Rose cake

If you love cakes and dishes that make a splash, you will certainly want to try the ‘Rose cake’: this dessert, due to its origins in the culinary tradition of Mantua, looks like a real bouquet of edible roses. The visual effect is striking and the taste is similar to a brioche or crumbly cake; inside, it can be filled with butter, jam or with a small waterfall of chocolate chips. This cake can also be prepared on special occasions, such as Mother's Day, instead of the traditional bouquet of flowers. In short, it is both delicious and at the same time looks wonderful. If you’ve never made a Rose cake and are curious, and want to show off your skills in the kitchen, make this version with the help of our illustrated step-by-step guide!


  • Italian 00 flour 350 grams
  • brewer's yeast 30 grams
  • milk 80 millilitres
  • egg yolks 4 egg yolks
  • butter 200 grams At room temperature
  • sugar 100 grams
  • eggs 1 unit
  • salt A pinch of salt

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320 minutes Total time
50 minutes Active time
Serves 6 persons
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Mix the flour with 70 g of sugar, add a pinch of salt and form into a mound with a small well in the centre. Pour into this well the yeast dissolved in warm milk, add the eggs and mix. Stir in 150g of cooled, melted butter and knead until soft and smooth. Let it rise in a floured bowl for about 4 hours. Then, knead the dough again, divide it into seven equal pieces from which you make long, thin strips. Spread into their centres a ‘cream’ made with butter and the remaining sugar, and roll the strips up into coil shapes. Arrange the coils on some baking parchment on a circular baking tray and let them rise for another hour. Bake the rose cake in a preheated oven at 200 °C for about 50 minutes.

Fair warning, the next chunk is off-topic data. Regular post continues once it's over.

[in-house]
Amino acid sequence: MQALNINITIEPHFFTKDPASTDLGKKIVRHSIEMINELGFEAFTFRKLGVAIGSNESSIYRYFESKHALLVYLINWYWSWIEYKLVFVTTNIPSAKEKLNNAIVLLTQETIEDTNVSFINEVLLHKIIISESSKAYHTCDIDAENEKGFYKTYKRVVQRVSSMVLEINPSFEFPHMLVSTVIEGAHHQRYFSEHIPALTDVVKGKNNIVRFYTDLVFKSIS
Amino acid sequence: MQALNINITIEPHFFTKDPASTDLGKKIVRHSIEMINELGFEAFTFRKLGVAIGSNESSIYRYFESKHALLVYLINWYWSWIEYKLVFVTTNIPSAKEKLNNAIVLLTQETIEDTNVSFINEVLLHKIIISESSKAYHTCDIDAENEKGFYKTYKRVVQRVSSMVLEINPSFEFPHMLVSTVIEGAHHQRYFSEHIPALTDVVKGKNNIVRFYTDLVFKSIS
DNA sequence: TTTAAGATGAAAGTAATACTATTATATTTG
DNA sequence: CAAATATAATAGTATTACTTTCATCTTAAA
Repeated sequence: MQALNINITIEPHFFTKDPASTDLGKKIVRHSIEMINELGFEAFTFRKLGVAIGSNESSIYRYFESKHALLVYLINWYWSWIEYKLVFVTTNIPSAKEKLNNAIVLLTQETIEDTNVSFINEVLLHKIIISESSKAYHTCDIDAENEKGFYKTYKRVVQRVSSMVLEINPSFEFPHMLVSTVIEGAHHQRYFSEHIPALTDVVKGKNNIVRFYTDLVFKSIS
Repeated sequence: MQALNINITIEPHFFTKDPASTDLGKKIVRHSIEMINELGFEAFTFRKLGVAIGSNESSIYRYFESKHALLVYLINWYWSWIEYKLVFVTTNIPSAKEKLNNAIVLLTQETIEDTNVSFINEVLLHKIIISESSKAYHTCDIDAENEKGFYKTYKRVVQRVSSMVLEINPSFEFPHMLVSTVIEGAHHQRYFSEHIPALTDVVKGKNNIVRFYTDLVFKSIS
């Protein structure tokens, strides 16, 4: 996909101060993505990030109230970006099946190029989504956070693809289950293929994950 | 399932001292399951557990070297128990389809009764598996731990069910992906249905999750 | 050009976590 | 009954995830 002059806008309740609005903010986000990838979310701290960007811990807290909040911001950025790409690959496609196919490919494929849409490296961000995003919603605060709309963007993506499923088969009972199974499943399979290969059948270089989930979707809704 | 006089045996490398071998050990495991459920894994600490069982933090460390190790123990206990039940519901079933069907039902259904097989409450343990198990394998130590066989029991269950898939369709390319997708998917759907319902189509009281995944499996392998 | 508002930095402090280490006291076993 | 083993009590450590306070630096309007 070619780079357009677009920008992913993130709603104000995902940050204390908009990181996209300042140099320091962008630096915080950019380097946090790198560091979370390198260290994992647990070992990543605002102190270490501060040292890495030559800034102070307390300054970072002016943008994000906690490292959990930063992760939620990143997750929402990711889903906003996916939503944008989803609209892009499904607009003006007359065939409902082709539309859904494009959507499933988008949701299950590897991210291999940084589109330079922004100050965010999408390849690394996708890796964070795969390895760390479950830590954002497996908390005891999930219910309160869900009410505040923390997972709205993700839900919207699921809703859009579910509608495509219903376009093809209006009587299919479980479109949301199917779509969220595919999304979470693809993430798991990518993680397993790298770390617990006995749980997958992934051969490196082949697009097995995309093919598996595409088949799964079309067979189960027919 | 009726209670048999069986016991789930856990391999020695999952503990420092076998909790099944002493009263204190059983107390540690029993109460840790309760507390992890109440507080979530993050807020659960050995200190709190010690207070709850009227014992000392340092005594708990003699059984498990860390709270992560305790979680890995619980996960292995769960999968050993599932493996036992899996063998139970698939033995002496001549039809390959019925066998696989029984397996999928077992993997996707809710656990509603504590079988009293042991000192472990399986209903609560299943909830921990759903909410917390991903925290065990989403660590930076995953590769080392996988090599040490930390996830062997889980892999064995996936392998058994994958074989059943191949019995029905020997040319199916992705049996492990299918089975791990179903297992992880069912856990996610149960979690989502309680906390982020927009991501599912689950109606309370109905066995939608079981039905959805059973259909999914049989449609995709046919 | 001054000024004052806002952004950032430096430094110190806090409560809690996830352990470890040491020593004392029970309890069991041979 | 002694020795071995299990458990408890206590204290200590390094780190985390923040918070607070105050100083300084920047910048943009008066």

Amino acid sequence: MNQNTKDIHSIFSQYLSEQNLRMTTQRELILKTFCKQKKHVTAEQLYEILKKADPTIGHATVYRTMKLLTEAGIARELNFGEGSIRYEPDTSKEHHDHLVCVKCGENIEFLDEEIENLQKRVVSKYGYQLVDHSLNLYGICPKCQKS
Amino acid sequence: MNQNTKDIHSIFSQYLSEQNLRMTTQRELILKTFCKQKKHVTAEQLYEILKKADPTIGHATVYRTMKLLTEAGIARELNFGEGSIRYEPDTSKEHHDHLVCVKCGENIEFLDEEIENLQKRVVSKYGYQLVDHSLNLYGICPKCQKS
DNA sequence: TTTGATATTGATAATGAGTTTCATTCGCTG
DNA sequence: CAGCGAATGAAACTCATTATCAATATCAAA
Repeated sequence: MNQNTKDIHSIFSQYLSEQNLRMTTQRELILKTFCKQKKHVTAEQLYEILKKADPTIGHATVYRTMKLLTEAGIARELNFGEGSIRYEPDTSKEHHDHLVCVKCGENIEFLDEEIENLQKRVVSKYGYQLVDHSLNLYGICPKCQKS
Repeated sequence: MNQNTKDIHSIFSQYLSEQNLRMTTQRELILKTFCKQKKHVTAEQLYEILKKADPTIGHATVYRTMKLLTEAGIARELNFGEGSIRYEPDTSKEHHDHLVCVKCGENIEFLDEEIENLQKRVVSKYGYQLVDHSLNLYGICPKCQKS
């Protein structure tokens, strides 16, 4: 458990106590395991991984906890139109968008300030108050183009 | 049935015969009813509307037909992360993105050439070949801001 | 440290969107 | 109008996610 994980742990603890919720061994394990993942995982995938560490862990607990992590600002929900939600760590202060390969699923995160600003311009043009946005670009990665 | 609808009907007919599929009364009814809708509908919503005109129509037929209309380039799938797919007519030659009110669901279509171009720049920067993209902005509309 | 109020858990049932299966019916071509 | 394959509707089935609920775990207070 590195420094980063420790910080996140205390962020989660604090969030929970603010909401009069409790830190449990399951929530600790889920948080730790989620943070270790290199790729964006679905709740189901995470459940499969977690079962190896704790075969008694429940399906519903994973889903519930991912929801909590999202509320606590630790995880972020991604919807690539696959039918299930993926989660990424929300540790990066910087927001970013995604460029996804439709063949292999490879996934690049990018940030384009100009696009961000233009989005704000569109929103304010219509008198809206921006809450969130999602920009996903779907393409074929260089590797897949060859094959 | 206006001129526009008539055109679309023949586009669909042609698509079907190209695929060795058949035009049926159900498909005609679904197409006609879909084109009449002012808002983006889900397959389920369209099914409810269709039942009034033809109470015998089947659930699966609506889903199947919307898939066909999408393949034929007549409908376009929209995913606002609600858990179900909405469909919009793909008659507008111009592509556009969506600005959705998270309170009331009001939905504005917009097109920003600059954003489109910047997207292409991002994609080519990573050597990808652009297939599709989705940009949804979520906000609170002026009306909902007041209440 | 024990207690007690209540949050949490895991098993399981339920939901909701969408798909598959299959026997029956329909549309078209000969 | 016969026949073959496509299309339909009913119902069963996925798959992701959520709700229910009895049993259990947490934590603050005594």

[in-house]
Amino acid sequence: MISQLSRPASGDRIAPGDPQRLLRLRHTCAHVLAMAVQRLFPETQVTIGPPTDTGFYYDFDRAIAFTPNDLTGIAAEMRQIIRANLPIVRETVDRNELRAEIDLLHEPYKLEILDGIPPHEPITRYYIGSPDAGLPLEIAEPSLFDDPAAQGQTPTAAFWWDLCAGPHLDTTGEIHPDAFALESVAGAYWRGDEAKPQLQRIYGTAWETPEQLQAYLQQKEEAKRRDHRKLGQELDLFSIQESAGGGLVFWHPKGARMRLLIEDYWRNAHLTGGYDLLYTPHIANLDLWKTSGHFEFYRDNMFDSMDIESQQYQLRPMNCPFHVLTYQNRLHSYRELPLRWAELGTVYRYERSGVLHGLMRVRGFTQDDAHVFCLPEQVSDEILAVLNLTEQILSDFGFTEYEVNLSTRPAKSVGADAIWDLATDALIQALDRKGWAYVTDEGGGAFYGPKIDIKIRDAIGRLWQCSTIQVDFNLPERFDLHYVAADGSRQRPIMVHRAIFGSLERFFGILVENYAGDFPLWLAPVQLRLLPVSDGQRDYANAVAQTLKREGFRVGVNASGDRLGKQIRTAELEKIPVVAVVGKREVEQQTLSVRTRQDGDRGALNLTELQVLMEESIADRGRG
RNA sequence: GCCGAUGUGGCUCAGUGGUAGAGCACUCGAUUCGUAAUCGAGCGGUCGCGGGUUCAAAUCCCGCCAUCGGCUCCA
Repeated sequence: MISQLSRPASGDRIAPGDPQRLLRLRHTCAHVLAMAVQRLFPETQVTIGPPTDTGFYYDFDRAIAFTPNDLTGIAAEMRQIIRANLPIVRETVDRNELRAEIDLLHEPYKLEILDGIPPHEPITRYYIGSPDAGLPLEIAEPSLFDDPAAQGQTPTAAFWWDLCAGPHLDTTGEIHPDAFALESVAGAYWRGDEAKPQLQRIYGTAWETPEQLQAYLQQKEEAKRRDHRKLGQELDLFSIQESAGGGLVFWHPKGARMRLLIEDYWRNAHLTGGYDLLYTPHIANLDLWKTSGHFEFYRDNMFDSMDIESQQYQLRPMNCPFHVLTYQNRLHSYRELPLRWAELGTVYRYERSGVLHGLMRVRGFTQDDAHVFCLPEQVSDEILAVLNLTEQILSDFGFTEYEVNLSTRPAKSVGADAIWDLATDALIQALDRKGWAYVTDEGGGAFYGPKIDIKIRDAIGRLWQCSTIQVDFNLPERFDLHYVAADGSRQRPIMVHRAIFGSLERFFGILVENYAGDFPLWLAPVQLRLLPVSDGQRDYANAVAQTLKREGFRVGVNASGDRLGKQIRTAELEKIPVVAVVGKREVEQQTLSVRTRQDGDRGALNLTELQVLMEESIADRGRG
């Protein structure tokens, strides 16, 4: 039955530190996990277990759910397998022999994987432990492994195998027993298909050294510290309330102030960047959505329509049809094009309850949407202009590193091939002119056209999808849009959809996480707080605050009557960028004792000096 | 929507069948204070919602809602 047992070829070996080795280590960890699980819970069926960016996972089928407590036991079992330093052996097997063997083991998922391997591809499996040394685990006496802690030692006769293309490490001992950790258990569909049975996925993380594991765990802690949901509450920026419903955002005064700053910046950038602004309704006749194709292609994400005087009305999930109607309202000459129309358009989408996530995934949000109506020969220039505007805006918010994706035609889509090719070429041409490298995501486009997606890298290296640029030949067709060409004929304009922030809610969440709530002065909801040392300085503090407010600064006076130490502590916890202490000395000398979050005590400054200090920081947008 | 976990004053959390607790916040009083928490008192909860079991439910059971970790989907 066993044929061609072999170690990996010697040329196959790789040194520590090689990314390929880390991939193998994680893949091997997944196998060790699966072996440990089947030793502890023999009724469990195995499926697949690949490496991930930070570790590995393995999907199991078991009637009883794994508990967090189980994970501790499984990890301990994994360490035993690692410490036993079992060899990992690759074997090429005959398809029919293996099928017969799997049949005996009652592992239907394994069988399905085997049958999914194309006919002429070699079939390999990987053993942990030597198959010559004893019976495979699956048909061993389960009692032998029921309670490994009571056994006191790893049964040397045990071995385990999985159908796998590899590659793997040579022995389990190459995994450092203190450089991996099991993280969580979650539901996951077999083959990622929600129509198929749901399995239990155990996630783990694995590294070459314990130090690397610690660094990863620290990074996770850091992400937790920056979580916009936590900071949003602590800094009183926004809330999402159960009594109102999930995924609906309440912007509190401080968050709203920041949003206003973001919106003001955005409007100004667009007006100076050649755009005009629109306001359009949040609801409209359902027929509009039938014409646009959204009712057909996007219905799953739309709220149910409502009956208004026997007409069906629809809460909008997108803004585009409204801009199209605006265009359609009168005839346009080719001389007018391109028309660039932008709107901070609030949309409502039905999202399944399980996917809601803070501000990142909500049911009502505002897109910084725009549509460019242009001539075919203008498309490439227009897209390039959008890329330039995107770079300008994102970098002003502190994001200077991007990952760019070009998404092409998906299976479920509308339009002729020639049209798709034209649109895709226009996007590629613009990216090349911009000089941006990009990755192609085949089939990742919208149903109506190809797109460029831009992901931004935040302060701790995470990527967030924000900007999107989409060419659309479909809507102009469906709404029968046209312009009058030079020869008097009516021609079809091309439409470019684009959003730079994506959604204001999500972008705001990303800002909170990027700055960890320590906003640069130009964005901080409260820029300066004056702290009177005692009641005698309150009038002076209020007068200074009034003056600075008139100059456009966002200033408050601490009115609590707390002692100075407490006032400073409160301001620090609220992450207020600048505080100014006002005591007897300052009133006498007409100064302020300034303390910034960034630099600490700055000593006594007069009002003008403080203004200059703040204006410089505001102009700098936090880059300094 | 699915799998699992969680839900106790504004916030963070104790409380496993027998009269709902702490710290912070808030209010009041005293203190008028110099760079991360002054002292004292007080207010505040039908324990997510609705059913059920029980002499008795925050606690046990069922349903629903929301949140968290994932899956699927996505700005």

To get the correct result of a very soft cake, you should use plenty of ‘cream’ for the filling, because otherwise the cake may be too dry.
The historical origins of this dessert are in a marriage that took place in the late fifteenth century: that between Francis II of Gonzaga and Isabella d'Este. During the wedding feast the assembled nobility appreciated this cake to such an extent that it has remained unchanged for centuries, and even today is still prepared according to the traditional recipe.

Step by step

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